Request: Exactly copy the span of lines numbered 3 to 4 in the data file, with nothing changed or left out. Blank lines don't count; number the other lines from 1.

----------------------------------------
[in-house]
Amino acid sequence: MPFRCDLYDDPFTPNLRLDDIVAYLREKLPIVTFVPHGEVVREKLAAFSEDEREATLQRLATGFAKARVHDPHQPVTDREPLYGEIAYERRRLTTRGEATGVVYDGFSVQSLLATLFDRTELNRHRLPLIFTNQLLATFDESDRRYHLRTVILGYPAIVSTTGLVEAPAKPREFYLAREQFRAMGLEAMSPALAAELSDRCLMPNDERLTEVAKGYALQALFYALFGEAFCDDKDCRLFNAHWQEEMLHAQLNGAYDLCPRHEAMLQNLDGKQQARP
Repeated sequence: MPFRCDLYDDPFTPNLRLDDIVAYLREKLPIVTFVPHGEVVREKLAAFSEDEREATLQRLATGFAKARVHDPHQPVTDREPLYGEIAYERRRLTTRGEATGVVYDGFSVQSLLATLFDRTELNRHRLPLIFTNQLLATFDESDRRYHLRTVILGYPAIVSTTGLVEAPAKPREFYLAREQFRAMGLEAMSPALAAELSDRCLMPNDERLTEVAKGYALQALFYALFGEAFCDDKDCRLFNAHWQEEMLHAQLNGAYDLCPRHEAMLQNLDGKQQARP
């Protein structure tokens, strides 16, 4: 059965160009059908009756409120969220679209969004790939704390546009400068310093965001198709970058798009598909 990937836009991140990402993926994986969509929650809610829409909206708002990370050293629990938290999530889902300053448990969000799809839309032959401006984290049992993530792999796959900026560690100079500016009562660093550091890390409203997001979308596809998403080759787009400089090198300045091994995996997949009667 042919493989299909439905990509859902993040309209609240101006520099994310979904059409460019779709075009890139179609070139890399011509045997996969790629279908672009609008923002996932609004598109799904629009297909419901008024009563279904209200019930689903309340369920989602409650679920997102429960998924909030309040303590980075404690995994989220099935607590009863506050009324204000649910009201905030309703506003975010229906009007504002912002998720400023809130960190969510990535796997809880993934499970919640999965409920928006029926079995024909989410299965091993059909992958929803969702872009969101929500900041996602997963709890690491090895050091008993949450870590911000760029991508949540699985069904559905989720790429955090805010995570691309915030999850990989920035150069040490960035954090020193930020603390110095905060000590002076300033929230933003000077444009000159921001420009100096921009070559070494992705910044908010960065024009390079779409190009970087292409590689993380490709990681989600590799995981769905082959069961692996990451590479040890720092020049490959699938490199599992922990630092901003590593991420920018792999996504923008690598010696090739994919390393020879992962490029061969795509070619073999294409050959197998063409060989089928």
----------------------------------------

Repeated sequence: MPFRCDLYDDPFTPNLRLDDIVAYLREKLPIVTFVPHGEVVREKLAAFSEDEREATLQRLATGFAKARVHDPHQPVTDREPLYGEIAYERRRLTTRGEATGVVYDGFSVQSLLATLFDRTELNRHRLPLIFTNQLLATFDESDRRYHLRTVILGYPAIVSTTGLVEAPAKPREFYLAREQFRAMGLEAMSPALAAELSDRCLMPNDERLTEVAKGYALQALFYALFGEAFCDDKDCRLFNAHWQEEMLHAQLNGAYDLCPRHEAMLQNLDGKQQARP
């Protein structure tokens, strides 16, 4: 059965160009059908009756409120969220679209969004790939704390546009400068310093965001198709970058798009598909 990937836009991140990402993926994986969509929650809610829409909206708002990370050293629990938290999530889902300053448990969000799809839309032959401006984290049992993530792999796959900026560690100079500016009562660093550091890390409203997001979308596809998403080759787009400089090198300045091994995996997949009667 042919493989299909439905990509859902993040309209609240101006520099994310979904059409460019779709075009890139179609070139890399011509045997996969790629279908672009609008923002996932609004598109799904629009297909419901008024009563279904209200019930689903309340369920989602409650679920997102429960998924909030309040303590980075404690995994989220099935607590009863506050009324204000649910009201905030309703506003975010229906009007504002912002998720400023809130960190969510990535796997809880993934499970919640999965409920928006029926079995024909989410299965091993059909992958929803969702872009969101929500900041996602997963709890690491090895050091008993949450870590911000760029991508949540699985069904559905989720790429955090805010995570691309915030999850990989920035150069040490960035954090020193930020603390110095905060000590002076300033929230933003000077444009000159921001420009100096921009070559070494992705910044908010960065024009390079779409190009970087292409590689993380490709990681989600590799995981769905082959069961692996990451590479040890720092020049490959699938490199599992922990630092901003590593991420920018792999996504923008690598010696090739994919390393020879992962490029061969795509070619073999294409050959197998063409060989089928």